larry derfner 88.
(photo credit: )
I'm sure some of the Israelis who told the Central Bureau of Statistics pollsters that they were happy or extremely happy - 83% of the 7,300 people surveyed - were just lying. That would leave only 17% of Israelis unhappy, and the divorce rate is higher than that. If you're unhappy, it's hard enough to admit it to someone you know, let alone to a stranger taking a poll, so I'm sure the national happiness quotient isn't as high as 83%, as the CBS reported this week.
But I bet it's still high. This is only the latest poll showing Israelis to be exceedingly happy people. Every survey that compares happiness by nation shows Israelis ranking way up there.
To people who don't live in Israel, this is a mystery. A lot of Israelis probably can't figure it out, either.
How can people in this country be happy when Iran is going nuclear and threatening to wipe them off the map? How can they be happy when the Palestinians are firing rockets every day at civilians in Sderot? How can they be happy when nothing they try - not peace negotiations, not unilateral withdrawal, not military force - brings them security? How can they be happy when the peace process with the Palestinians gives new meaning to the word "dead," while the hope for a peace process with Syria is dying fast? How can they be happy when the IDF failed to win the war against Hizbullah? How can Israelis be happy when their political leaders seem to be a collection of crooks, incompetents, sex criminals and/or retreads?
THE ANSWER is that Israelis don't take current events to heart like they may have in the past, and certainly not like foreigners assume they do. People who know Israel only through the news think the people here walk around with their heads down, tense, burdened by all the violence, hatred and threats aimed their way. Israel's spokesmen like to reinforce this image. "In nearly 60 years, we have not known a single day of peace." Yeah, yeah.
The fact is that unless the rockets are falling where they live, or they have a son or husband fighting in the war, or a close friend or relative badly wounded in a terror attack, or they lost their home in Gush Katif - unless Israelis are personally, grievously hurt by current events, then current events, politics, "the situation" is something they watch on TV and read about in the tabloids.
It's not their life. Their life is their family, their friends, their work, their fun, their plans. "The situation" is part of their media consumption, and usually not the largest or most urgent part. Other than the small minority of the population that is personally hurt by war or terror, Israelis, except when they or their sons or husbands are in the army facing the enemy, live in roughly the same relation to the news as people do in the West.
IT WASN'T always this way. There really was a time when Israeli families argued about the situation over the Friday night dinner table. There really was a time when Israeli bus drivers turned up the radio for the hourly news because everyone wanted to know what was going on.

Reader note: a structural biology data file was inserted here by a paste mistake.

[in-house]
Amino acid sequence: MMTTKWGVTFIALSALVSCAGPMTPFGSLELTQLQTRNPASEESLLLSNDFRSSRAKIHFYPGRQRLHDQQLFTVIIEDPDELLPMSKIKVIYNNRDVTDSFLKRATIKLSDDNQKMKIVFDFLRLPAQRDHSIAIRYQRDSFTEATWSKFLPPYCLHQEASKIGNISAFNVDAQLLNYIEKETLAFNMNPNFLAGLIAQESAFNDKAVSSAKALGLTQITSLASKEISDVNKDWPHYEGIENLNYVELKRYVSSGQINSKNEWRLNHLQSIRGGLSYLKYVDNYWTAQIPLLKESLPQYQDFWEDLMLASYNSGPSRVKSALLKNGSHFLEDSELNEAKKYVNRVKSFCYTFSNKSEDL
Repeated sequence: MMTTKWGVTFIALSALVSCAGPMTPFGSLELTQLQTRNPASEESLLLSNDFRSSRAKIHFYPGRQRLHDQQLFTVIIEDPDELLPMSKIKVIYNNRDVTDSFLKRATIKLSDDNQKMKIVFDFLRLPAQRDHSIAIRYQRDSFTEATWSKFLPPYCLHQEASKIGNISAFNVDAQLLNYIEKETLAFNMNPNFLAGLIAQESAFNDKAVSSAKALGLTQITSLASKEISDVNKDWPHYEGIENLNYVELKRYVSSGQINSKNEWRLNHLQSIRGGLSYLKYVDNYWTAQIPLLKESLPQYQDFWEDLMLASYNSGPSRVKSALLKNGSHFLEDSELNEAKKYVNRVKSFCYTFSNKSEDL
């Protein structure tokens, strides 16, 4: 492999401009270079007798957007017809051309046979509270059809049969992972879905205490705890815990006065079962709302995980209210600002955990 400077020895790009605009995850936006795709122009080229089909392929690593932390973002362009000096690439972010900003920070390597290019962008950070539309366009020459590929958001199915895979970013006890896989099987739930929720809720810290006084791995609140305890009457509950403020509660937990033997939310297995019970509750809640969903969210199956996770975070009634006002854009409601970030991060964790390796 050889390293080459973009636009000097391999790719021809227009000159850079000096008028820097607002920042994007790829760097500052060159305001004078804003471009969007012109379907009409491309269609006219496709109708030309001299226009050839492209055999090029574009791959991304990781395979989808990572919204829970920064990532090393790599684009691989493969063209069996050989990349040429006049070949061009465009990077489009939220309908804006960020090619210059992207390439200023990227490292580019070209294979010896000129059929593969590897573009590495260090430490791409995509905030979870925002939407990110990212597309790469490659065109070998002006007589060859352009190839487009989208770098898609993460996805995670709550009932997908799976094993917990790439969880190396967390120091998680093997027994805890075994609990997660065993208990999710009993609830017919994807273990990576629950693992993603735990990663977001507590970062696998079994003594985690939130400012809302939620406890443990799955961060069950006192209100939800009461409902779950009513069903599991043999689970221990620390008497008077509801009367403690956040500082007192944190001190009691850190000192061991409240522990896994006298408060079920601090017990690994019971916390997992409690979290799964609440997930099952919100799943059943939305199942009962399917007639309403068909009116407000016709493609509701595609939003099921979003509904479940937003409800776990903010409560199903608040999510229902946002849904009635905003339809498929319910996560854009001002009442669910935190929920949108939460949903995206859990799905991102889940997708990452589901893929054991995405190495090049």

All that's nostalgia now. There are so many more attractive things to check out in the media today, there's money to go shopping, an incredible variety of stuff to buy, vacations to take - who wants to listen to those idiot politicians, who wants to hear about the Arabs?
You want to know the news? The news is bad. You want to know how the situation is? The situation is bad. Okay? Now let's move on.
And that's what Israelis have done - they've moved on. They've moved on from something bad, the state of the nation, to something good, the state of their families, their homes, their cars, their gadgets, their weekends, their sex lives, their barbecues, their trips overseas, their schemes, their ambitions.
A LOT OF this is the result of a generation of Israeli prosperity in the worldwide age of the consumer. But a lot of it is just the inbred Israeli personality and way of life. People in this country have a natural inclination to happiness.
They live in the sunshine, they live outdoors, they're not cooped up in their houses in the rain and snow with nothing to do but drink and brood.
They have close families, they have close friends, and lots of them. They're not prone to loneliness, which is almost synonymous with unhappiness.
On the whole, they're not introspective, not contemplative - they don't dwell on things. They don't have much of a dark side. They're not guilt-ridden or neurotic. Instead, they're gregarious, energetic, they enjoy life's pleasures, and they're optimistic - again, about their personal lives, not about the situation.
They're hearty Mediterranean go-getters. As for the terror, the wars, and even the traffic accidents, Israelis have one of the longest life expectancies of any nation in the world.
SO WHY THE hell shouldn't 83% of them be happy or extremely happy? Politics isn't everything, not even here. In fact, politics is getting to mean less to Israelis all the time. They like elections, they like the personal battles, the mano a mano stuff. It's sport, it's good entertainment. But as for "the conflict," "the peace process," "the existential challenges" - Israelis have become altogether bored with all this. They're too busy pursuing happiness to pay attention anymore.
Ia hope I'm not giving away any national secrets. I know this survey (and this column) is bad news for Israeli spokesmen, lobbyists and fundraisers. But think of it this way - it's good news for anyone considering aliya.